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franklin county times

Residents recover from tornado

By Staff
LOST AND FOUND One-year-old Adam Cinqmars of Forest, above, keeps a close eye on his wooden toy horse Friday after it was salvaged from a family business that was destroyed when a tornado devastated Newton during severe weather Thursday. Photo by Paula Merritt / The Meridian Star.
By Steve Gillespie / staff writer
Dec. 21, 2002
Larry Garvin, 64, choked back tears Friday as he sifted through the rubble that once was his father's business in Newton.
Garvin leased the building to Dan and Catherine Jay of Rose Hill, who ran a boutique and welding business there for 21/2 years.
From under a pile of bricks, Garvin found an American flag that was draped in the business' display window for many years.
His father, the late Leonard "Skinny" Garvin, retired as a mechanic after running Newton Garage at 107 School St. for more than 40 years.
On Thursday the building, once used as a school bus garage by the Newton Public School District, was one of five commercial properties destroyed when a tornado hit Newton.
The twister, with 157 mph winds, damaged hundreds of homes and businesses and injured more than 50 people.
Cleanup efforts
On Friday, traffic in several locations was directed and detoured by police as crews went cleaned up and repaired buildings that fell in the path of the F-2 tornado.
Damage assessments by the emergency management agencies of Newton County and the state of Mississippi assessed that eight homes and five businesses were destroyed.
Another 43 homes and 15 businesses had major damage and 130 homes and 75 businesses received minor damage, according to Gary Galloway, director of the Newton County Emergency Management Agency.
More damage assessments are expected to be done today by officials with the Federal Emergency Management Agency.
Mississippi Power Co. had 100 workers on the streets of Newton on Friday repairing power lines according to company spokesman Kurt Brautigam.
Crews with Broadband Tele Communications Inc. restored cable television service to Newton's Mediacom customers. Tom Olah, the company's system manager, expected all services to be restored within about three days.
For people needing food and clothing, the Key Chapter of the American Red Cross established a service center at the First Baptist Church on East Church Street in downtown Newton.
A narrow escape
Pamela Wells watched workers remove trees from New Ireland Street, home to her damaged house.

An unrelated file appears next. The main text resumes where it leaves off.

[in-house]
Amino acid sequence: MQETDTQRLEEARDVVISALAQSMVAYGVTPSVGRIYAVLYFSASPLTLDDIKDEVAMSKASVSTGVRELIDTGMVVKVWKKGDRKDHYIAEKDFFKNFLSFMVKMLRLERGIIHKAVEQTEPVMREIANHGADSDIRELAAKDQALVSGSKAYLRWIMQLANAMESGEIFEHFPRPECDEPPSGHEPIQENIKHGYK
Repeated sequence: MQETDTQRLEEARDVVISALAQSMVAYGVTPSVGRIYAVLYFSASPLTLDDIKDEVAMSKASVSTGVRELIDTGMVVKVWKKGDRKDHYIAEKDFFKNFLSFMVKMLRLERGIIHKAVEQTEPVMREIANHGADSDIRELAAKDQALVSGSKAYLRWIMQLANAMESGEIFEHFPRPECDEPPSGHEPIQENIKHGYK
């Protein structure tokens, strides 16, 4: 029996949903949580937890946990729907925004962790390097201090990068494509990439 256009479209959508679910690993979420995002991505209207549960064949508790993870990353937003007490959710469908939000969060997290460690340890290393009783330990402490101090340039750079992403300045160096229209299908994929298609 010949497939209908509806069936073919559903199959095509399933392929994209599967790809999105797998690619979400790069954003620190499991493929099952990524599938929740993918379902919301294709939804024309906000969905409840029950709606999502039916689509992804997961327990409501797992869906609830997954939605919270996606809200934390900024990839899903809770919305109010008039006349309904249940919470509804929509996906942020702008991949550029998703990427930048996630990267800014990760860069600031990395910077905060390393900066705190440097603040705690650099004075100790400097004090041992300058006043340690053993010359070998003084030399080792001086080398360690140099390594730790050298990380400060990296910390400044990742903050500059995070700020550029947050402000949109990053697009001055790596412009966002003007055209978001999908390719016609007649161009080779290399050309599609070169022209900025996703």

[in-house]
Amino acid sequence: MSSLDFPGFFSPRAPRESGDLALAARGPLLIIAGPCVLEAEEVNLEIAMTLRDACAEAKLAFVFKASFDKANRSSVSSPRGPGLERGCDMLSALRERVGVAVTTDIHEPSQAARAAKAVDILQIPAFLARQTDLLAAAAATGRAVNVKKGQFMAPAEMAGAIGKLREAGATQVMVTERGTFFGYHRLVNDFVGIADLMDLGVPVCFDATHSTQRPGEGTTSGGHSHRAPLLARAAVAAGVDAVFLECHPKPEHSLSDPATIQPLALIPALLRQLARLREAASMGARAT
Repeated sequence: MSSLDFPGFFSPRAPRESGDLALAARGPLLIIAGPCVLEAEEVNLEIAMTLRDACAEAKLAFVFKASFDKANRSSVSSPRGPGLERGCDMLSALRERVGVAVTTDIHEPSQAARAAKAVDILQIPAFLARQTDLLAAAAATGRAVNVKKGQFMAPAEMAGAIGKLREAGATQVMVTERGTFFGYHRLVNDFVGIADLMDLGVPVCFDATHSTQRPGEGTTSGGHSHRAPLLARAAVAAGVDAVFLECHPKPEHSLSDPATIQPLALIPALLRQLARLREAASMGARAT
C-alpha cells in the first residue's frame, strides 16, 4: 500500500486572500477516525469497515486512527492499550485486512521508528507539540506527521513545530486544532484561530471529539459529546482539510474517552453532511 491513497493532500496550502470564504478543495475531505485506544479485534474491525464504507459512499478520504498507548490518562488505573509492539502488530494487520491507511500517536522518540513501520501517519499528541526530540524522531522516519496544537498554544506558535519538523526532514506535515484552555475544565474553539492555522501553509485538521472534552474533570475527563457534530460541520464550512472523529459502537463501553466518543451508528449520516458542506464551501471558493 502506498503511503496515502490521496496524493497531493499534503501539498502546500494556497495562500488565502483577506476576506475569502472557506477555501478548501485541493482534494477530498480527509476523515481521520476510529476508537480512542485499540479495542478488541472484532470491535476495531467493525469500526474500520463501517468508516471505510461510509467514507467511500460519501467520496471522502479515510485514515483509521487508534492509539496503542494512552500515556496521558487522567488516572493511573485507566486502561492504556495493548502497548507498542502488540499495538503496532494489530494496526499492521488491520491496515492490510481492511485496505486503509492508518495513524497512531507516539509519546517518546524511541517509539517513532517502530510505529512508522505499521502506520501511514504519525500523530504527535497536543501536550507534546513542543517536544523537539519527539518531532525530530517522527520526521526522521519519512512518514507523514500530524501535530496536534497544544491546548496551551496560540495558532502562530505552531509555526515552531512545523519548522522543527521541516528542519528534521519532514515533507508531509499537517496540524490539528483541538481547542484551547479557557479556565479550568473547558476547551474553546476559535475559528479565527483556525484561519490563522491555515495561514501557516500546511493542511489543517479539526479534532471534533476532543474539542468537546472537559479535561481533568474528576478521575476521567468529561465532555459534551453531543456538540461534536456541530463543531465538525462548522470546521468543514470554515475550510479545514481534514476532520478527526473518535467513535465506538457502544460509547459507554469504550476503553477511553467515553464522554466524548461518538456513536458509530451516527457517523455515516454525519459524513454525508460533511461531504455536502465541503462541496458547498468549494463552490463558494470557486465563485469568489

Wells was planning to put up her Christmas tree Thursday when her two sons returned home from school. Friday was supposed to be the last day of school before Christmas.
Wells said she is thankful her sons were not home when the storm hit Thursday. She escaped from her house without injuries after large trees crashed into it.
Wells made her way through wreckage in her home after the storm, sidestepping a large whole in the floor where the foundation of the house had split.
When she got to the front door, she said it was jammed and she was afraid she wouldn't get it open.
Wells said she and her sons, Darius, 10, and Darrin, 9, will spend Christmas with her mother who also lives in Newton, but whose home was left unharmed by the storm.
Wells, who works at McRae's at Bonita Lakes Mall, said her co-workers have offered to help her replace Christmas presents that were destroyed by the storm.
At least one thing of Wells survive without a scratch her car that was parked in from the house.
Business continues
At about 1 p.m. Friday, Bo-Ro's Family Restaurant on Highway 15 in Newton was filled with customers. Some were regulars, some were workers who had come to town to help with the clean up and recovery.
The topic of conversation for everyone was the storm.
The restaurant had been crowded the day before, as well, according to Dot Poole, a waitress who has worked at Bo-Ro's for 10 years.
A few shingles were torn off the roof of the restaurant Thursday and an 18-wheeler truck was turned over in the parking lot.
She said she and the lunch-time crowd of customers huddled into the hallway where the restrooms are just before the tornado touched down around them Thursday.
Craig Lovell, whose family owns Bo-Ro's, said the restaurant closed two hours later than usual Thursday night, at about 11 p.m. He expected it would stay open a little later than usual Friday as well.
Two of his customers Friday were Sue and Walt Roemen of Jasper County.

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